European Commission chief explains stance on G20 boycott call – Reuters
Ursula von der Leyen has spoken out against the ‘paralysis’ of the G20 despite calls to boycott the next summit because of Russia
Better to have a frank face-to-face conversation with Russian President Vladimir Putin than to boycott the Group of Twenty (G20) summit this year, European Commission chief Ursula von der Leyen has said.
« It’s also important to tell him to his face what we think of him and what we think of this kind of action », von der Leyen told German broadcaster ZDF on Sunday. However, she said there can be no « business as usual » with Russia after the launch of a military campaign in Ukraine at the end of February.
The G20, which includes countries like the United States, Canada, Britain, France, Germany, Russia, China, India and Brazil, will hold its annual summit in Bali, Indonesia , in November.
“And we have to think very carefully if we have to paralyze the whole G20. I’m not advocating that. I think this institution is far too important,” said the head of the European Commission.
US President Joe Biden suggested in March that Russia be kicked out of the group altogether, but noted that the issue « depends on the G20. » The call to exclude Moscow was also made by US Treasury Secretary Janet Yellen.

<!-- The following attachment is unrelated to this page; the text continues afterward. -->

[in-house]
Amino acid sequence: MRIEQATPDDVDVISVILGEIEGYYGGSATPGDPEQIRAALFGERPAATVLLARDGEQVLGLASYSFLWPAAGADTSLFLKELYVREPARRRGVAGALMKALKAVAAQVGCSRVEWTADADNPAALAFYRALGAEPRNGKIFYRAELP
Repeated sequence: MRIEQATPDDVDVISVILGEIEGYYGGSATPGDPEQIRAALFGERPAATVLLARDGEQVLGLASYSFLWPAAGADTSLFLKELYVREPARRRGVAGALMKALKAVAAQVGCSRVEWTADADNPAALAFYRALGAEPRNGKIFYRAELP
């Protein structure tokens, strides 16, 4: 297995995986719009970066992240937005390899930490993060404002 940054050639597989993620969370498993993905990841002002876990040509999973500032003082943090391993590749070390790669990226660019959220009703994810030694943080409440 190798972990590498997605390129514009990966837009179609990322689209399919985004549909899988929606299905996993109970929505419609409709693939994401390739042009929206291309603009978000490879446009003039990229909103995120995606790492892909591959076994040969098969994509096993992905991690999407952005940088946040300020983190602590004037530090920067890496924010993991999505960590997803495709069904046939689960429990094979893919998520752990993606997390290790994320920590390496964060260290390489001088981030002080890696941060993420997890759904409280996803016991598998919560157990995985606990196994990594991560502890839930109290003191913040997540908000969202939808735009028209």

In April, Western officials pulled out during a speech by Russian Finance Minister Anton Siluanov at a G20 ministerial event in Washington.
Indonesia, which holds the group’s rotating presidency and hosts this year’s summit, has made it clear that Russia has been invited to attend the November meeting. Ukrainian President Volodymyr Zelensky was also invited as a guest.
Indonesian President Joko Widodo said in April that he wanted « uniting the G20. »
“There should be no division. Peace and stability are the keys to the recovery and development of the world economy,” he said.
Widodo is attending the three-day Group of Seven summit in southern Germany, after which he will travel to Kyiv and Moscow. The Indonesian leader called on Russia and Ukraine to engage in dialogue to end the conflict.
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